I can’t lie and say I haven’t long been a Hillary Clinton supporter. Those who know me know I campaigned for her in 2008. But my politics have shifted decidedly left since then, when I was still supporting the Conservative Party in the UK, and Bernie Sanders—like Jeremy Corbyn—has been a breath of fresh air. A solid candidate with democratic socialist (though not traditional socialist) credentials, he has struck a chord with the populist, left-wing contingent of the Democratic Party. Not since 2004 have I been this undecided this close to the Iowa caucuses, but with his proposals for a single-payer healthcare system (something I’ve long championed) and a return to Glass-Steagall in order to regulate Wall Street, I began to feel the Bern.
But then, Hillary Clinton said something in the last Democratic debate that struck a chord, and made me think of Jeremy Corbyn. She called herself a “pragmatic progressive,” something she’s driven home before. In a debate last year, she said “I’m a progressive, but I’m a progressive that likes to get things done.” She promises not what’s fantastic, but what’s feasible.
And on this, she has a point. Whether we like to admit it or not, the Republicans are likely to retain both houses of Congress this November. That means that whoever is elected president will have to work with Paul Ryan, Mitch McConnell, and the conservative movement which has hijacked our democracy. This isn’t me being Chicken Little; it’s a fact. And as Clinton pointed out in the debate, President Obama couldn’t get a public/single-payer option through with the Affordable Care Act, and he had a majority in both houses. The fact is the American people, or at least their representatives, don’t have an appetite for it. I don’t like it any more than Bernie Sanders does, but alas, we have to work with what we’ve got.
I didn’t get into politics to debate abstract socialist orthodoxy. I got into it to help the people from whence I came, people like my friends back in Leslie County, Kentucky who are losing health insurance thanks to Governor Matt Bevan. I’d love a single-payer system in America, but it’s not going to happen. At least not now. We’re still fighting just to make sure everyone can access affordable, let alone free-at-the-point-of-access, healthcare. For my friends and family back home, Bernie Sanders talks a big game. But what about now? What can be done now? Fighting for a single-payer system sounds great until you’re dying of black lung and can’t afford your treatment. Taking principled stands on wealth redistribution are noble until a Republican president and his Republican-controlled congress cuts your Social Security Disability Insurance. Then what?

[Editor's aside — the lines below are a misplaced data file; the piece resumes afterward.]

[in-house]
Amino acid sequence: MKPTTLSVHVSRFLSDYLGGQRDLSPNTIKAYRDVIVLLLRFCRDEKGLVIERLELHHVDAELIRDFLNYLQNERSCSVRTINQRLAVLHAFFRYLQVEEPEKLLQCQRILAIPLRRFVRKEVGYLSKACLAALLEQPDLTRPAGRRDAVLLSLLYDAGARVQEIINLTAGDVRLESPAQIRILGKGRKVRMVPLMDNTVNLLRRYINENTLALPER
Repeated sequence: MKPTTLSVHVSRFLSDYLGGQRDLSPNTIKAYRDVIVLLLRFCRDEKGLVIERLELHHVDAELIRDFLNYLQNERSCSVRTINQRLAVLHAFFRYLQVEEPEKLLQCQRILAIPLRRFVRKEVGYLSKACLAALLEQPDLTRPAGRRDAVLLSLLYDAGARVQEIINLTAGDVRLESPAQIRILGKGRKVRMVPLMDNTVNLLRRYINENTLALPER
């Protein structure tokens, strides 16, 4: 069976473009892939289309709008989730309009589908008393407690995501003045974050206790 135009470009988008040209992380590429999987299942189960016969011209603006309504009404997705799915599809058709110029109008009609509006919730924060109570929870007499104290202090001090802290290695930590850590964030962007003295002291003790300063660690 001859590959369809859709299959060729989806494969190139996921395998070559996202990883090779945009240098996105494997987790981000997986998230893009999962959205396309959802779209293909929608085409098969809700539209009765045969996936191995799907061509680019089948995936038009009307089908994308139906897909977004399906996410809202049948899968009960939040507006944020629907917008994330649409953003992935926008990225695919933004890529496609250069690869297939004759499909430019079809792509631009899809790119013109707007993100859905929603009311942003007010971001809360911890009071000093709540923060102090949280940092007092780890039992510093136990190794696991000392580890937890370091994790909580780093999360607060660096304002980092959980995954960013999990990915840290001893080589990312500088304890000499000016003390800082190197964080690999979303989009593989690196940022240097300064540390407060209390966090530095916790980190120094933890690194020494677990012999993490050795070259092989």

Hillary is far from perfect. She hasn’t always been great on LGBT rights, but then, neither has Bernie Sanders. And as I wrote for the Daily Dot, Hillary’s stance on the Black Lives Matter movement needs some serious work. Clinton’s record on incarceration and her links to the for-profit-prison industry are deeply troubling, and Sanders has been likewise tone deaf at times. Neither candidate has done enough to embrace this cause.
But Clinton has proven her muster on a range of issues, from reproductive justice to gun control. Her foreign policy credentials are impeccable. Yes, she voted for the Iraq war and Bernie Sanders didn’t. But one vote thirteen years ago is just not enough to prove you’re ready to be commander-in-chief. (After all, Jeremy Corbyn voted against Iraq too yet wants to negotiate a new Falklands settlement with Argentina.) Hillary has shown a deep understanding of the threats facing our country, from Daesh (ISIS) to Russia to the situation in the Taiwan Strait. She has a deep understanding of the realities of geopolitics and a longstanding commitment to human rights throughout the world. Nobody can deny this. The Republicans are still trying to make a meal out of the bones of our lost heroes in Benghazi, but her performance at the Congressional hearings prove her ability to neutralise their bogus attacks.
My heart lies with Bernie. God, would I love a Sanders presidency. But if I have to choose between a progressive reality and a socialist dream, I’m going with the former. I followed my heart with endorsing Jeremy Corbyn, and the party is in shambles. Labour has four years to course-correct, though. The Democrats have nine months. We have a straightforward choice: ideology or electability, principle or pragmatism. In both cases, I choose the latter.
That’s why I’m voting for Hillary Clinton.